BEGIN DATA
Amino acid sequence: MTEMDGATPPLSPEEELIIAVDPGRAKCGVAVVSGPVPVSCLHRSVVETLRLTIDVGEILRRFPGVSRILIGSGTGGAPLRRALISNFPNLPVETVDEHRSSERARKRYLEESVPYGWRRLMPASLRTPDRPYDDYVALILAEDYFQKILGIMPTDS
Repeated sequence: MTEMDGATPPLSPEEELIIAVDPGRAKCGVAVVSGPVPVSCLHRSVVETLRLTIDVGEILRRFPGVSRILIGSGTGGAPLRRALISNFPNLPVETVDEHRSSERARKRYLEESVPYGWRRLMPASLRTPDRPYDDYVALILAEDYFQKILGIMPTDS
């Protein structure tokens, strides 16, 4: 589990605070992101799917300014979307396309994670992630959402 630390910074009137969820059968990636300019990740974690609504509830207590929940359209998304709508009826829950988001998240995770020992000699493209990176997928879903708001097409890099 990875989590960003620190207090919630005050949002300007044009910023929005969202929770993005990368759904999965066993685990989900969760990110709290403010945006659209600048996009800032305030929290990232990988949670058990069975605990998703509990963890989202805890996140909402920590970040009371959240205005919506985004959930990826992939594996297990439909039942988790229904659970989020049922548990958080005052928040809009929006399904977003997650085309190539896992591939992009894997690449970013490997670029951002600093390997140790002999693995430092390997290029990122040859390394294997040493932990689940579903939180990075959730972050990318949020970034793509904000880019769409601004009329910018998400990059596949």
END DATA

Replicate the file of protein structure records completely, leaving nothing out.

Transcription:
Amino acid sequence: MTEMDGATPPLSPEEELIIAVDPGRAKCGVAVVSGPVPVSCLHRSVVETLRLTIDVGEILRRFPGVSRILIGSGTGGAPLRRALISNFPNLPVETVDEHRSSERARKRYLEESVPYGWRRLMPASLRTPDRPYDDYVALILAEDYFQKILGIMPTDS
Repeated sequence: MTEMDGATPPLSPEEELIIAVDPGRAKCGVAVVSGPVPVSCLHRSVVETLRLTIDVGEILRRFPGVSRILIGSGTGGAPLRRALISNFPNLPVETVDEHRSSERARKRYLEESVPYGWRRLMPASLRTPDRPYDDYVALILAEDYFQKILGIMPTDS
């Protein structure tokens, strides 16, 4: 589990605070992101799917300014979307396309994670992630959402 630390910074009137969820059968990636300019990740974690609504509830207590929940359209998304709508009826829950988001998240995770020992000699493209990176997928879903708001097409890099 990875989590960003620190207090919630005050949002300007044009910023929005969202929770993005990368759904999965066993685990989900969760990110709290403010945006659209600048996009800032305030929290990232990988949670058990069975605990998703509990963890989202805890996140909402920590970040009371959240205005919506985004959930990826992939594996297990439909039942988790229904659970989020049922548990958080005052928040809009929006399904977003997650085309190539896992591939992009894997690449970013490997670029951002600093390997140790002999693995430092390997290029990122040859390394294997040493932990689940579903939180990075959730972050990318949020970034793509904000880019769409601004009329910018998400990059596949």